U.S. News

American college students are doing so much intoxication every day, the record of 40 years broken


According to the University of Michigan (UM) annual National Monitoring the Future (MTF) panel study, daily marijuana use among American college students has hit the highest in 2020 over the past four decades. Daily marijuana use, defined as use on 20 or more occasions in the past 30 days, among 19- to 22-year-old full-time college students rose to 7.9 percent in 2020, up from 7.9 percent in the year, Xinhua news agency quoted the study as saying. This shows a significant increase of 3.3 percentage points over five years.

Among young adults in the same age group who were not in college, daily use was 13 percent in 2020, down from an all-time high of 15 percent in 2019, which represent a non-statistically significant drop in 2020. Meanwhile, annual marijuana use last year was at a historic high of 44 percent among college students since the early 1980s and 43 percent among similar-aged youth who were not in college. Another key finding is that the use of hallucinogens, including LSD, psilocybin mushroom, and other psychedelic substances, continued to increase, particularly among college students.

Annual use of any hallucinations for college students increased by 8.6 percent from 2019 to 2020, the highest since 1982. Among young adults in the same age group who were not in college, annual use in 2020 was 9.8 percent, the highest in two decades. The third key finding is that in 2020 there was a decrease in drinking in college, perhaps due to the COVID-19 pandemic.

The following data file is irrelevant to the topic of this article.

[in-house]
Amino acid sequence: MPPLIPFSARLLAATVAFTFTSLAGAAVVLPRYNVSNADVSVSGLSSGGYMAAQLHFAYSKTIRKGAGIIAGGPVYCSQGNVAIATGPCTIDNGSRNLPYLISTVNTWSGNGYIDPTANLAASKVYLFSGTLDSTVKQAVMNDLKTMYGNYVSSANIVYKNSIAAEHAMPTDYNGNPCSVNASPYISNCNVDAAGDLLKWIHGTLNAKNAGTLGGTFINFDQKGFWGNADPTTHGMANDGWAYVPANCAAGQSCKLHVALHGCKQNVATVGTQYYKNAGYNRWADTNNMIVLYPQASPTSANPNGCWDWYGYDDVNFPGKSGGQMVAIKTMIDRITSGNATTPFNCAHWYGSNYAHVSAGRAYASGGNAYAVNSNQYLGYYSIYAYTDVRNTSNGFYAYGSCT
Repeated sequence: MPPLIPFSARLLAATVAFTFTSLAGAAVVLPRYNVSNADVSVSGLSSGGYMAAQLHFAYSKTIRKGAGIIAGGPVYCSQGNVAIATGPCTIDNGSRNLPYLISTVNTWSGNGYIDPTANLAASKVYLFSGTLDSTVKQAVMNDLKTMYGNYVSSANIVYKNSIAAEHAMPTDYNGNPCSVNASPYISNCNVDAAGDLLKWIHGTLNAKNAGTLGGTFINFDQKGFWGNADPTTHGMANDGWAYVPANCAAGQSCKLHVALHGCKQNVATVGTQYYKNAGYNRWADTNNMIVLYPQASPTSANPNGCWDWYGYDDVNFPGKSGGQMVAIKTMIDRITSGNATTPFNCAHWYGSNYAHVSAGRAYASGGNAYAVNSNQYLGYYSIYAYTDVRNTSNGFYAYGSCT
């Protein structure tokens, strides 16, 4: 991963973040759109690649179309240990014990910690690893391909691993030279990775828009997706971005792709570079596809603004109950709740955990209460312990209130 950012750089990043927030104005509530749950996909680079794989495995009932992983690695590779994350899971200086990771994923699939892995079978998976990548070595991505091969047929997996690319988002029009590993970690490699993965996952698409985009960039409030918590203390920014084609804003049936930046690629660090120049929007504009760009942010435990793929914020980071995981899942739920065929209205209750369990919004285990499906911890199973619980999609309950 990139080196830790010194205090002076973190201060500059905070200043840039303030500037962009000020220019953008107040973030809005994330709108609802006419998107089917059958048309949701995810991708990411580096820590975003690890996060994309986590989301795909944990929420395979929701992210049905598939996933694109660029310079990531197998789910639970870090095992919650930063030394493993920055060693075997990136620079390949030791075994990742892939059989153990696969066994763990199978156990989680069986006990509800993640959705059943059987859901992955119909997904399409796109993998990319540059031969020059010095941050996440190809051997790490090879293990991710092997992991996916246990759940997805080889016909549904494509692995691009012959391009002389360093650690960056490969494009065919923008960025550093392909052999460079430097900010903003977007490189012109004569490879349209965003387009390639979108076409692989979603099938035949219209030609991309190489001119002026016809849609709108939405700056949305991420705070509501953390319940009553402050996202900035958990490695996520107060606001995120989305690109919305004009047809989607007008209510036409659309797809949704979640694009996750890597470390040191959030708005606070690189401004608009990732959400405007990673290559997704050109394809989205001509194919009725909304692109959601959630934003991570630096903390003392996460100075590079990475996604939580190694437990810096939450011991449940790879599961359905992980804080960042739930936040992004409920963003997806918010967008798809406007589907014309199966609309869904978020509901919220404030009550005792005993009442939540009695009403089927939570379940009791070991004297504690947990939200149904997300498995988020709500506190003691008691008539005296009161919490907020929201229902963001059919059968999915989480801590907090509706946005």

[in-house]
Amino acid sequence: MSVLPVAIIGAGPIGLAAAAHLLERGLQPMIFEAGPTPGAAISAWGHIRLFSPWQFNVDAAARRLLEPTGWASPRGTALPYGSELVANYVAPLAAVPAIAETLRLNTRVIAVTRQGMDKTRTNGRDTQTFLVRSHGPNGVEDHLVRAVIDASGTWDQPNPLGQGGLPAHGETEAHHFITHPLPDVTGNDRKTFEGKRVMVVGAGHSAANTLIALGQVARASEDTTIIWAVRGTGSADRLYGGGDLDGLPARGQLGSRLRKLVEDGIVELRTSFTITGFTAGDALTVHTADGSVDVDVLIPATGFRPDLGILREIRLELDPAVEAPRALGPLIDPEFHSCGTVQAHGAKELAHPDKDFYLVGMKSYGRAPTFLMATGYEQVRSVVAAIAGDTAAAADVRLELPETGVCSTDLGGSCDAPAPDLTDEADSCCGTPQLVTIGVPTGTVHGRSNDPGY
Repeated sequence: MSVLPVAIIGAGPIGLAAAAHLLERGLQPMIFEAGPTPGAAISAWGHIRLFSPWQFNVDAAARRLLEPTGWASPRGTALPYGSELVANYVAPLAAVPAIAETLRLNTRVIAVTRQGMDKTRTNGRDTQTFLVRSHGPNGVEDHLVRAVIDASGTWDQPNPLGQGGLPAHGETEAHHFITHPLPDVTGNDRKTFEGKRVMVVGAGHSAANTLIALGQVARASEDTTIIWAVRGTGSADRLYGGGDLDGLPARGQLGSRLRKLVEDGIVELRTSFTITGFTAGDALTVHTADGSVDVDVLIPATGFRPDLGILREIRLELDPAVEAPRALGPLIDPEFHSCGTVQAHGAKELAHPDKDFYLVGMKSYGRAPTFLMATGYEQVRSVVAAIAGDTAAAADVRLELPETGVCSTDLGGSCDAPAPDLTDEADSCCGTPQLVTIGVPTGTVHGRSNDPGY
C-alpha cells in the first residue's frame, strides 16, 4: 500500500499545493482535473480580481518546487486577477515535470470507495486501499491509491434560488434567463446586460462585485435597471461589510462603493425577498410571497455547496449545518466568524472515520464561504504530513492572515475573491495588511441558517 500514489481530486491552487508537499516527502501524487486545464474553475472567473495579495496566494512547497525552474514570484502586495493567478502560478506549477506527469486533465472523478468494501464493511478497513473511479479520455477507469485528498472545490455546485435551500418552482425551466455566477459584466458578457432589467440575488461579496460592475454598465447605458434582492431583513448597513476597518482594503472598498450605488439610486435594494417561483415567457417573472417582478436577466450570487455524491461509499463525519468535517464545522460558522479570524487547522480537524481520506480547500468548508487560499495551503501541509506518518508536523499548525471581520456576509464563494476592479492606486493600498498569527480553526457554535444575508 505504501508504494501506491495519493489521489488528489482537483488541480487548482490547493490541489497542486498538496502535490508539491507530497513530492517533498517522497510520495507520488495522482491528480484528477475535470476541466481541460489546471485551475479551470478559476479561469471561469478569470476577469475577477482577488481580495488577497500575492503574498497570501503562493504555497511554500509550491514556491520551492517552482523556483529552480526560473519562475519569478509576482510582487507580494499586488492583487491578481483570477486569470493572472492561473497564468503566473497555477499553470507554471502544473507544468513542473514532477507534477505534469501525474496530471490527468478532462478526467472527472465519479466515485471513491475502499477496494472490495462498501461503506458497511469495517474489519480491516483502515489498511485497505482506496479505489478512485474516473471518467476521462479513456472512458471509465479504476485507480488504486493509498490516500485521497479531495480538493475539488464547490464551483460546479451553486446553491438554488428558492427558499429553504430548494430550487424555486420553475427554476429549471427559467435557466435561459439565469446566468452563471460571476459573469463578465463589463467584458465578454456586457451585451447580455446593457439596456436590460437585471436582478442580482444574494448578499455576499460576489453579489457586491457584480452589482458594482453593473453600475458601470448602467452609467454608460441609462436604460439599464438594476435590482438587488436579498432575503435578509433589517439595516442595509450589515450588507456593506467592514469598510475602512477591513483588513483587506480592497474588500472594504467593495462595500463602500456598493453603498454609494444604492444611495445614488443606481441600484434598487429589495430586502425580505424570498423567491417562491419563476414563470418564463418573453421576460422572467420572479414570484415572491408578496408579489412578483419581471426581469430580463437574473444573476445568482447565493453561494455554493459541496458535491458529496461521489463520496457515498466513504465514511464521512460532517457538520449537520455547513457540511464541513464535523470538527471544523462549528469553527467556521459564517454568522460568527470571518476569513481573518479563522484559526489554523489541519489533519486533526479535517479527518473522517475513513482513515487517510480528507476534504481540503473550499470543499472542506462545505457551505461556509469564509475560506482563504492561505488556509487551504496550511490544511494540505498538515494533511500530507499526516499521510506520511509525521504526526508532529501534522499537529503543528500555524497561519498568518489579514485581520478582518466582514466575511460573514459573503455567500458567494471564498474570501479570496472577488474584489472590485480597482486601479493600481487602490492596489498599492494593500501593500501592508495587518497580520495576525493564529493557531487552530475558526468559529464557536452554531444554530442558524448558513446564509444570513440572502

Among college students, 30-day use and 30-day intoxication decreased by 56 percent and 28 percent, respectively, between 2019 and 2020. Cigarette use among young adults continued to decline over a long period of time, with use for the past 30 days hitting a new all-time low of 4.1 percent for college students in 2020, showing a significant decline of 3.8 percent from 2019.

The study found that it reached a new all-time low of 13 percent in 2020 for non-college respondents. The MTF study has been tracking college students and youth of the same age who are not in college every year since 1980. The new findings are from surveys conducted between March 30, 2020, until November 30, 2020, just after the national shutdown due to the COVID pandemic.


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